Editorial Cartoon by Graeme MacKay, The Hamilton Spectator – Friday September 14, 2018
Why would Trudeau leave it to Mulroney to defend the Charter of Rights?
When one Canadian province decides to opt out of the Charter of Rights and Freedoms, you expect prime ministers to speak out strongly.
But it probably tells us something that the most spirited words against the use of the “notwithstanding” clause this week have come from a former prime minister, not the current one.
It was Brian Mulroney who came out swinging on Tuesday against the idea of provinces sidestepping the Charter — “how the hell did this thing get in our Constitution?” — while the current prime minister seemed to be trying to say as little as possible.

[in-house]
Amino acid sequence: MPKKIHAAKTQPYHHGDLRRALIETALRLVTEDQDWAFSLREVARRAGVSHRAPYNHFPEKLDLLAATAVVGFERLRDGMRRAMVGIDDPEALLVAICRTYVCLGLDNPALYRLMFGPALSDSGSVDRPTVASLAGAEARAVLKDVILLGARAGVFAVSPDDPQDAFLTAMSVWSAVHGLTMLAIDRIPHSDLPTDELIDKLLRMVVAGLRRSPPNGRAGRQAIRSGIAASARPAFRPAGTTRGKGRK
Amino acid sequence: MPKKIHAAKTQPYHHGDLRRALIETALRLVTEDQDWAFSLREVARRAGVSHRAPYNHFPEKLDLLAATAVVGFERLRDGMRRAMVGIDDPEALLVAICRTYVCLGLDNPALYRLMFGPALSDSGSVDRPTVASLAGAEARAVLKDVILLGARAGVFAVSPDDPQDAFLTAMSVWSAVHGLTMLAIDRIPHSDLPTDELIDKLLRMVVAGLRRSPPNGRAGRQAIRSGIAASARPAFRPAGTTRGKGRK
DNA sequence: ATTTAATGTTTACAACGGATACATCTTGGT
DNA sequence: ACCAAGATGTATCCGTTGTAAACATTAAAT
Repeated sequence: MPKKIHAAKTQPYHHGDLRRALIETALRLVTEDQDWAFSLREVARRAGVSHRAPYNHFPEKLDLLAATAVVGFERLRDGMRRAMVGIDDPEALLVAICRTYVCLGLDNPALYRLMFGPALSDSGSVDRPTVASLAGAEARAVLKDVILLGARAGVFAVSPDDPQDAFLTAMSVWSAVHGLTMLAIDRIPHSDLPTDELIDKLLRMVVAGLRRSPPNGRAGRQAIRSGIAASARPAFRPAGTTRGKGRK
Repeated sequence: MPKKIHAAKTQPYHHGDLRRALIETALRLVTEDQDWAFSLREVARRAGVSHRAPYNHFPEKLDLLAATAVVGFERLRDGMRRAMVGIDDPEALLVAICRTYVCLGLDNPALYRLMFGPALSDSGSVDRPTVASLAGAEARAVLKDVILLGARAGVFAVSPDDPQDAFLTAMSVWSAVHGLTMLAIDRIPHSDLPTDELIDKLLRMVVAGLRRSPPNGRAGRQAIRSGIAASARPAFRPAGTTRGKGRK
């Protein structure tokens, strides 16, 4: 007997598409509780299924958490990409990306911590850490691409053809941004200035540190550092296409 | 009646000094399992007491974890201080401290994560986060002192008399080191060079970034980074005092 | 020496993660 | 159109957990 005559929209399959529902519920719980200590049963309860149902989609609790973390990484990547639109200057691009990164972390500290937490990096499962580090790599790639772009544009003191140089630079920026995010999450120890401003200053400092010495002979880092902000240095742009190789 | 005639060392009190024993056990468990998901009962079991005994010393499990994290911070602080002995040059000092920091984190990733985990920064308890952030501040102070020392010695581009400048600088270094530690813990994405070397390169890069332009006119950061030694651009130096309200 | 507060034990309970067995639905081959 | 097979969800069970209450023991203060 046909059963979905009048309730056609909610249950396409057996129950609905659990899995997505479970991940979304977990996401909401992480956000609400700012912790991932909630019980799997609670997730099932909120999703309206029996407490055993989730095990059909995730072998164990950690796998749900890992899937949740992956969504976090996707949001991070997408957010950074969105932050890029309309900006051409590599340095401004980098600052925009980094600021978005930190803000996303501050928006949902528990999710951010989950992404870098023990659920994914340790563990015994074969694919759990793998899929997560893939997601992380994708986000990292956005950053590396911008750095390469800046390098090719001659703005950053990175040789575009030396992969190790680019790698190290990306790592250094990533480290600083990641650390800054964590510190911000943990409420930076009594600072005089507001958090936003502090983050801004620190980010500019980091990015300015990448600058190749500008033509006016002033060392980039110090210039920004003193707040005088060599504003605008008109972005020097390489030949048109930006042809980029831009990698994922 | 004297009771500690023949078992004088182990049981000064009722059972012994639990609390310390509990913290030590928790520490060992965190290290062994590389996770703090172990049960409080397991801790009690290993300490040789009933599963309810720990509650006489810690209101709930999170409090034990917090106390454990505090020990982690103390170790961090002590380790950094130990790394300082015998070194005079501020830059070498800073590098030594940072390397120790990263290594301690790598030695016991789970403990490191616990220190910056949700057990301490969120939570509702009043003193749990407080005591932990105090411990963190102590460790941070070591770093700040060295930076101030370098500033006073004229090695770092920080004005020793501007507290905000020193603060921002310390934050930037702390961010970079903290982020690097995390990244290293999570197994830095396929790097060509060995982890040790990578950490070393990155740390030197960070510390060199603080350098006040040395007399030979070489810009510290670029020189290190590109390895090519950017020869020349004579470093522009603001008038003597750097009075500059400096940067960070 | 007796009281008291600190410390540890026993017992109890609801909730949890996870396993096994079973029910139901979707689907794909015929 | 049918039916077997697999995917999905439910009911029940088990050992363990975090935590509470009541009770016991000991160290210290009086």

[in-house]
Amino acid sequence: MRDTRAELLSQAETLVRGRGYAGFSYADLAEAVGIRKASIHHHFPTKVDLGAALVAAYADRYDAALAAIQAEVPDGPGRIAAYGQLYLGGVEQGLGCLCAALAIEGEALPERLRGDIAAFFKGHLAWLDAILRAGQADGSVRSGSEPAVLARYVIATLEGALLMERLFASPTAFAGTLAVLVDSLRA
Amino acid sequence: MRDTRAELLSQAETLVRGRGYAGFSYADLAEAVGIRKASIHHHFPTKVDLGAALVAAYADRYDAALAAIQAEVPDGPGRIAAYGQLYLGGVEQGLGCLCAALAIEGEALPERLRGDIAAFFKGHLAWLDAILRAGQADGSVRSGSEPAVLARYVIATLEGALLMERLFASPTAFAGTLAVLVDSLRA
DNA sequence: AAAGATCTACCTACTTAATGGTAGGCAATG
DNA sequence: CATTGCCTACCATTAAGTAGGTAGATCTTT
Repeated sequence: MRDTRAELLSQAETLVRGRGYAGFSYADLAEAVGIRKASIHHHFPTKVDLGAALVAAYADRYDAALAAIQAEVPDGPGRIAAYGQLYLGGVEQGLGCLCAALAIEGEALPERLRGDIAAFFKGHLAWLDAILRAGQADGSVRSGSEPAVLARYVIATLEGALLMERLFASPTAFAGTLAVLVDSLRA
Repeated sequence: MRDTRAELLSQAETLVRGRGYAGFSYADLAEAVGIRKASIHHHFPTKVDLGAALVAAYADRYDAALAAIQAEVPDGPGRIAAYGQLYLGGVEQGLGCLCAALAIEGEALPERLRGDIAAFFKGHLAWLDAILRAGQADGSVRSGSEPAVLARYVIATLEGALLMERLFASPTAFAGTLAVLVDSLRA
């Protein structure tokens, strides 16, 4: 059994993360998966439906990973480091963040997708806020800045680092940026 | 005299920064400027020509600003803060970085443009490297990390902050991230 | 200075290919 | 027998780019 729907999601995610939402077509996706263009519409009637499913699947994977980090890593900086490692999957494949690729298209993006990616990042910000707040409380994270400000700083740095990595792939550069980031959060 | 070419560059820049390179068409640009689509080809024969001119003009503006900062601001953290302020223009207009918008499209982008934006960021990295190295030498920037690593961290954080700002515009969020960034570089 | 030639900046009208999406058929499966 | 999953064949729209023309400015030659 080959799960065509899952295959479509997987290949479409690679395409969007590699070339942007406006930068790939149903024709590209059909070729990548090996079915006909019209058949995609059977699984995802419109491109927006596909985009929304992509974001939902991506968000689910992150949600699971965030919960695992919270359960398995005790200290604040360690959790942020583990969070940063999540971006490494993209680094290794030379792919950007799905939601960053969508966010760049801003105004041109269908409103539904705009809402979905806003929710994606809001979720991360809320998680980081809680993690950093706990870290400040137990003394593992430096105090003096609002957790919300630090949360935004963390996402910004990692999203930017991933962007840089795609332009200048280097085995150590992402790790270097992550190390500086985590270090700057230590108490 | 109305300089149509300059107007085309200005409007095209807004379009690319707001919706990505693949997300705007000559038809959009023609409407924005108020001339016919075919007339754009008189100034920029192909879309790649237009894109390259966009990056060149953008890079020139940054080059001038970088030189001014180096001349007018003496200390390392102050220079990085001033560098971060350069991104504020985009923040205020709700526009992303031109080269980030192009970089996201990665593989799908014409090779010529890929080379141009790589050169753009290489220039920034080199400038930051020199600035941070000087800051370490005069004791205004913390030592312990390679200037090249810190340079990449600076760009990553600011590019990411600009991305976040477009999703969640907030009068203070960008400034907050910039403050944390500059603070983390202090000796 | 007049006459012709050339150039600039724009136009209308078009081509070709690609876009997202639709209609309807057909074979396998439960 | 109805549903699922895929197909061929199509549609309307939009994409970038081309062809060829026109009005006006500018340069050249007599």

While Justin Trudeau can be hard line about people adhering to the Charter of Rights when it comes to summer-job applications or candidacy for the Liberal party, it took the prime minister more than a day after Premier Doug Ford’s staggering announcement on Monday to say anything publicly. And when Trudeau did speak on Tuesday, he chose a relatively mild adjective: “disappointing.”
Mulroney, on the other hand, seems to feel fewer constraints, despite a potentially awkward family conflict.
In a free-wheeling conversation at the National Library and Archives on Tuesday, Mulroney made abundantly clear that he has never been a fan of this opt-out provision in the Charter — and he’s no more fond of it now that it’s being used in a province where his own daughter, Caroline Mulroney, is the attorney-general.